Type: Offshore Oeic
Aim: Growth by investing in companies in Europe, the Middle East and Africa
Minimum investment: Lump sum £1,000
Investment split: 48% South Africa, 27% Russia, 4% Canada, 3% Turkey, 3% UK, 2% Israel, 2% Egypt, 2% Australia, 2% Czech Republic, 1% Kazakhstan, 1% Romania, 1% US, 4% other
Place of registration: Luxemburg
Charges: Initial 3.5%, annual 1.5%
Commission: Initial 3%, renewal 0.5%
Tel: 0800 4141
Fidelity International has introduced a Luxemburg-based fund investing in Emerging Europe, the Middle East and Africa. It will comprise a concentrated portfolio of 50-70 stocks across more than 13 countries.
Looking at the market context of this fund Hargreaves Lansdown senior analyst Meera Patel says: “The EMEA region offers exposure to some of the untapped investment opportunities in the world. The region is rich in resources with more than 80 per cent of the world’s proven oil reserves. It also has favourable demographics with a young and rapidly growing population. The impact of urbanisation and the strong demand for resources from China and India means that the EMEA region will be a direct beneficiary of these trends.”
Patel believes the fund offers diversification benefits from other global emerging markets and is lowly correlated to the US, Europe and the UK. “It could therefore make up a small proportion of an investors portfolio once core funds are in place and consideration has been given to broader global emerging market funds,” she says.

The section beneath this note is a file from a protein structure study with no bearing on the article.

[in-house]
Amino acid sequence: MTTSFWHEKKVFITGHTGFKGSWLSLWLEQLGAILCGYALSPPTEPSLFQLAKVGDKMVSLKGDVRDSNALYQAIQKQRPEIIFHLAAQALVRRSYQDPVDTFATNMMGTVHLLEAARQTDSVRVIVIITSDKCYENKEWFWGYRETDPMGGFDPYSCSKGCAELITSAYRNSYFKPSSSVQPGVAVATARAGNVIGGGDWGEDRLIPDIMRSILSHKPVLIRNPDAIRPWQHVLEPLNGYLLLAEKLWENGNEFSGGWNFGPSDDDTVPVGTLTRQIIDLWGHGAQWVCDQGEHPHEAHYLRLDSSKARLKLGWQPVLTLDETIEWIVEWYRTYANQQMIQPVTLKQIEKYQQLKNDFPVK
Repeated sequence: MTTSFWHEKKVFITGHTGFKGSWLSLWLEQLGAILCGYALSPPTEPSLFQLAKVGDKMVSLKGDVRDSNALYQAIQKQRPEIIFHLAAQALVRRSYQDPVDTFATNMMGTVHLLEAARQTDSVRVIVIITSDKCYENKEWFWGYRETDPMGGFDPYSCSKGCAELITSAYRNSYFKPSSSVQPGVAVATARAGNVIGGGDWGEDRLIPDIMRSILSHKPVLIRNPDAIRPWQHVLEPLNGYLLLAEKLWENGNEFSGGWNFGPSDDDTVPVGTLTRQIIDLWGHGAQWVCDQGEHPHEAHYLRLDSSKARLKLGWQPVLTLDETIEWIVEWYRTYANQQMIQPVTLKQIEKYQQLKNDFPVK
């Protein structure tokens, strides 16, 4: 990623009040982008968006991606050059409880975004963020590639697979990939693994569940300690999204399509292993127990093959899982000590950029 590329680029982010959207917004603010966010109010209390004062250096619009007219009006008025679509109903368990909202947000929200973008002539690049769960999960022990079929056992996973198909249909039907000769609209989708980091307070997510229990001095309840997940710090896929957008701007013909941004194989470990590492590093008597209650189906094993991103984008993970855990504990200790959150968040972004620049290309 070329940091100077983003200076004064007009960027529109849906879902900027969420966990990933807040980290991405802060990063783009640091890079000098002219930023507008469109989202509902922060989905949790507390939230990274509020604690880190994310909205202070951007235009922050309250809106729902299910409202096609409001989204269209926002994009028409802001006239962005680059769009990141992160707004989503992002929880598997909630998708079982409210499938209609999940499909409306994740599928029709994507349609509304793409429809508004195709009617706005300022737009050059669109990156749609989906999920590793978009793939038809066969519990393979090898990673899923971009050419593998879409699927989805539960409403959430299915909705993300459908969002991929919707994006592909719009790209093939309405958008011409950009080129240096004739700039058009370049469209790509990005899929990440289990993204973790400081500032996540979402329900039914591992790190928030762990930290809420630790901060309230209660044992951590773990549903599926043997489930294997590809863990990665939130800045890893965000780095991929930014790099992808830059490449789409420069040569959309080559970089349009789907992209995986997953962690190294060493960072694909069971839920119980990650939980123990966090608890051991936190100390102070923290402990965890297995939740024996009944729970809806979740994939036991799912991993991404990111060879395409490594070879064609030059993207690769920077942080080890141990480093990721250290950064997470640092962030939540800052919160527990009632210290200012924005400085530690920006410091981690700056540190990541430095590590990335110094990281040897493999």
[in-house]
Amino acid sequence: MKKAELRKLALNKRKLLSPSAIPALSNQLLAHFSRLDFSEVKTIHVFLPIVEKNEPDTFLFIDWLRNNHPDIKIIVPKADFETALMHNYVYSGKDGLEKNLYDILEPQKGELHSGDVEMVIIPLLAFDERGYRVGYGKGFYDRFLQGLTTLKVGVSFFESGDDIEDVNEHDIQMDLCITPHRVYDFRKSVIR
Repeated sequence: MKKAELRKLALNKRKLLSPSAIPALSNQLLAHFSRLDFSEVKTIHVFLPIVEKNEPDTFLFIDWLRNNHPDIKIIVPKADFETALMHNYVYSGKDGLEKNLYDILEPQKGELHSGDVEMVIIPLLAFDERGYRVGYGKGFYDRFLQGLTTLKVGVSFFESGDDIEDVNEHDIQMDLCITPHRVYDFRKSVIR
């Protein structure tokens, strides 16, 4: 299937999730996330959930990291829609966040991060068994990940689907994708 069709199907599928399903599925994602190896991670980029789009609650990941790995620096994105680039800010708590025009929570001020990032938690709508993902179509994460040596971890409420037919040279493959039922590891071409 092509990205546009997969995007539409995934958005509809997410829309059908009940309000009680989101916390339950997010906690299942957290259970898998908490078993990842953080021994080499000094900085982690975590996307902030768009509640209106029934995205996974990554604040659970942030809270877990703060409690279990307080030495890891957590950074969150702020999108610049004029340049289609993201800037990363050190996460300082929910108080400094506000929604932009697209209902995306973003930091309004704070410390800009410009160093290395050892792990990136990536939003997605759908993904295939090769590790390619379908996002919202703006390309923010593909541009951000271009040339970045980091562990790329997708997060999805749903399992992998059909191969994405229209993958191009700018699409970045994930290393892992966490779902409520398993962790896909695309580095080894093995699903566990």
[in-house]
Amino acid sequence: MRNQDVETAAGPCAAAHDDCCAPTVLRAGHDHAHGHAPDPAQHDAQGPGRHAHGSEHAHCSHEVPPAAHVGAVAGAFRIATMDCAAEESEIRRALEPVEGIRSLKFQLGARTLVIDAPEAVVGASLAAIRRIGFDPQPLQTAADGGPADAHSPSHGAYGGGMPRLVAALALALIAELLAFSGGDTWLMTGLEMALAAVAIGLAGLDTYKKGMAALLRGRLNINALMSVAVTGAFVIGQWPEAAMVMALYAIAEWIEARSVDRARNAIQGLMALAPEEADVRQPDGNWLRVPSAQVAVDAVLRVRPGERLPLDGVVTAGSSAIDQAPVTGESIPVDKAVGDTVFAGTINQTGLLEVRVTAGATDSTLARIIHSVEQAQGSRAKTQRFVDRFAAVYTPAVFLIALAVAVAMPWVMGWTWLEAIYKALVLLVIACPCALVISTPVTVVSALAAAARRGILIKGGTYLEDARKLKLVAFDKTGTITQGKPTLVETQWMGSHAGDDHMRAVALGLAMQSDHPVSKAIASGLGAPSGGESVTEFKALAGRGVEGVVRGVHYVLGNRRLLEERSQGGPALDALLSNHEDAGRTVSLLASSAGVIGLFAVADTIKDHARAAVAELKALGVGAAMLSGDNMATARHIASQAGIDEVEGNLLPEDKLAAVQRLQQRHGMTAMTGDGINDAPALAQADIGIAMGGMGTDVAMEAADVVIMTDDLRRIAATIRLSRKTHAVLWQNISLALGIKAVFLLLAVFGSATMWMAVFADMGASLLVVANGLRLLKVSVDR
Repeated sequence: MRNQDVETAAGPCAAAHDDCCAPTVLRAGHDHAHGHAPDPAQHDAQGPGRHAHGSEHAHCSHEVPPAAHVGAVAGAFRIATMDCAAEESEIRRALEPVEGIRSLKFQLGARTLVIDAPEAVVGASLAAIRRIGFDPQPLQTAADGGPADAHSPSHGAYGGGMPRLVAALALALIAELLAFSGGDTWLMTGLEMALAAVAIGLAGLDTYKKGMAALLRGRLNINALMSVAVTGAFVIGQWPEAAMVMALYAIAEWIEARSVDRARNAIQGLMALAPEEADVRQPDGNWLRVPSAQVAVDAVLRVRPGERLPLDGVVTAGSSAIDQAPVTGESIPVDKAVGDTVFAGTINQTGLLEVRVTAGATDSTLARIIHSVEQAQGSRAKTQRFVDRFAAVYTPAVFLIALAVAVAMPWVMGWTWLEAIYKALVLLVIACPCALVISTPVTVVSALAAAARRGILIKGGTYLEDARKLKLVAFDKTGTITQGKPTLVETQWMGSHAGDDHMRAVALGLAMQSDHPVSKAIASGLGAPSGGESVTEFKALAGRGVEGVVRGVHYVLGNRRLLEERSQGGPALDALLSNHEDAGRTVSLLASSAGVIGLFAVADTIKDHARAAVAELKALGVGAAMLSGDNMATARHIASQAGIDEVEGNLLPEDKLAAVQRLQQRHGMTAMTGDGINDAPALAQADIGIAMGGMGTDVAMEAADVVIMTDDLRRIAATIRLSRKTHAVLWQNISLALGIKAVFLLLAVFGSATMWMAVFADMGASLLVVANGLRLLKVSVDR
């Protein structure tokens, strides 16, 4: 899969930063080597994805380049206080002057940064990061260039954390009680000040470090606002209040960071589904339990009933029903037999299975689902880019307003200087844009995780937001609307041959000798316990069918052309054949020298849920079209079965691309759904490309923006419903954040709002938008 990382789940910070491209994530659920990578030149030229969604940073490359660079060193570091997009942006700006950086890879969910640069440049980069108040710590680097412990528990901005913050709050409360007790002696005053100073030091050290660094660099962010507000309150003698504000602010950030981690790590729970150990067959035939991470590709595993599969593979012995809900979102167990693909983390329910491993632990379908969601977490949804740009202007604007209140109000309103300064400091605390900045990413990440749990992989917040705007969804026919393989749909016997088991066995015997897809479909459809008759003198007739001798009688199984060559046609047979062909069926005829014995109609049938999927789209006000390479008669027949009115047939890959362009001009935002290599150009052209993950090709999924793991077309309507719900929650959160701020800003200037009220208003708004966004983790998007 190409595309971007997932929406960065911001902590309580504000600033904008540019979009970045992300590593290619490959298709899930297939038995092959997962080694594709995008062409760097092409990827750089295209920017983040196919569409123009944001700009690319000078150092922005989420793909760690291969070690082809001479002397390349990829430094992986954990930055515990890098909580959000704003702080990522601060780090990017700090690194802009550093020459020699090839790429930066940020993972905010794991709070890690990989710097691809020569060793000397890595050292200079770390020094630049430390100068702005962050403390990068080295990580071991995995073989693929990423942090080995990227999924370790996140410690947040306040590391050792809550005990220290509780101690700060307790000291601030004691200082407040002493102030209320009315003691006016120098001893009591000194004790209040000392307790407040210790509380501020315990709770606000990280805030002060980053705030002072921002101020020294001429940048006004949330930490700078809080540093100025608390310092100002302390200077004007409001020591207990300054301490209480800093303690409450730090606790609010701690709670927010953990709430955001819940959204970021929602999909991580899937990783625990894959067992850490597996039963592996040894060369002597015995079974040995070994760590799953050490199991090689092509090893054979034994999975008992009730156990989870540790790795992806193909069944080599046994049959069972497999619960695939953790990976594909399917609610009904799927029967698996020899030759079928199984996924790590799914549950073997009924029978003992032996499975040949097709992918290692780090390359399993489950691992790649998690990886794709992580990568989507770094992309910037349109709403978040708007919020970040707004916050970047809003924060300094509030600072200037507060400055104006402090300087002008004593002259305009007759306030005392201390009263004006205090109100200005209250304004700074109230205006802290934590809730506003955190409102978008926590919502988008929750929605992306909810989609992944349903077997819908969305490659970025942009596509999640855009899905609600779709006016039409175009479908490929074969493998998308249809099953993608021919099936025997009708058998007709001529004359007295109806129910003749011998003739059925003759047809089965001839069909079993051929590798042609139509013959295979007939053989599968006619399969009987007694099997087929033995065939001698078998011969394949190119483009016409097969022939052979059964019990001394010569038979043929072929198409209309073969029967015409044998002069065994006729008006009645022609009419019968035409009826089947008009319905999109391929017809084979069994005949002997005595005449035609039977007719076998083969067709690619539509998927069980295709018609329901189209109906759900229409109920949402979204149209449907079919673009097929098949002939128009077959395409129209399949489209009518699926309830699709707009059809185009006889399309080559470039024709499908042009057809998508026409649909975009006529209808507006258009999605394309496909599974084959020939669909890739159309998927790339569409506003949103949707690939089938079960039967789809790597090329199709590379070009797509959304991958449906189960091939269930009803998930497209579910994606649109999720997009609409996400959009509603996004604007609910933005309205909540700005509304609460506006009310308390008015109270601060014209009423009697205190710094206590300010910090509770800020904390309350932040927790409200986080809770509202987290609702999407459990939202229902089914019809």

While the fund is benchmarked to the MSCI Emerging EMEA Index, Patel observes that it is not restricted to the index, country or sectors. “For example, the index is currently made up of 217 companies, but the manager’s universe of stocks extends beyond 2000 so there may be investments in other countries outside of the benchmark if there are attractive opportunities available,” she says.
The manager, Nick Price is a contrarian investor and will buy unloved stocks that have been ignored by the market but where there is scope for growth over two years or more. Patel says: “His investment approach, together with Fidelity’s wealth of resources, should offer superior long term growth returns for investors, but I emphasise a period of 10 years or more is the time horizon investors must have in mind when investing in this specialist area.”
One thing Patel thinks is worth noting is the annual management charge. “Nowadays, the annual management charge on specialist products tends to be in the region of 1.75 per cent. This fund charges a competitive 1.5 per cent but at the end of the day, charges should come secondary to the underlying investment strategy and prospects for growth,” she says.
Looking at the potential drawbacks of the fund Patel says: “There is little I don’t like about this fund. However, as with any speculative investment, investors must take into account the risks associated. Aside from the economic risk, I believe the main risk to the region is political risk.
“While I appreciate political risk has come down in many countries, it cannot be ruled out completely, particularly in some of the volatile areas of the Middle East for instance. Having said this, the manager will be looking to invest in the more politically and economically sound regions and companies.”
Patel also highlights the issue of performance. “Being a new product, the track record is limited and whilst the overall concept and story in favour of this region is compelling, the manager needs to build a decent track record and the fund’s success will be a function of its performance in the early days.”
Scanning the market for possible competitors Patel concludes: “As far as I’m aware, JPMorgan has an offshore emerging Europe, Middle East and Africa fund and this would be the main competition.
Suitability to market: Good
Investment strategy: Good
Adviser remuneration: Average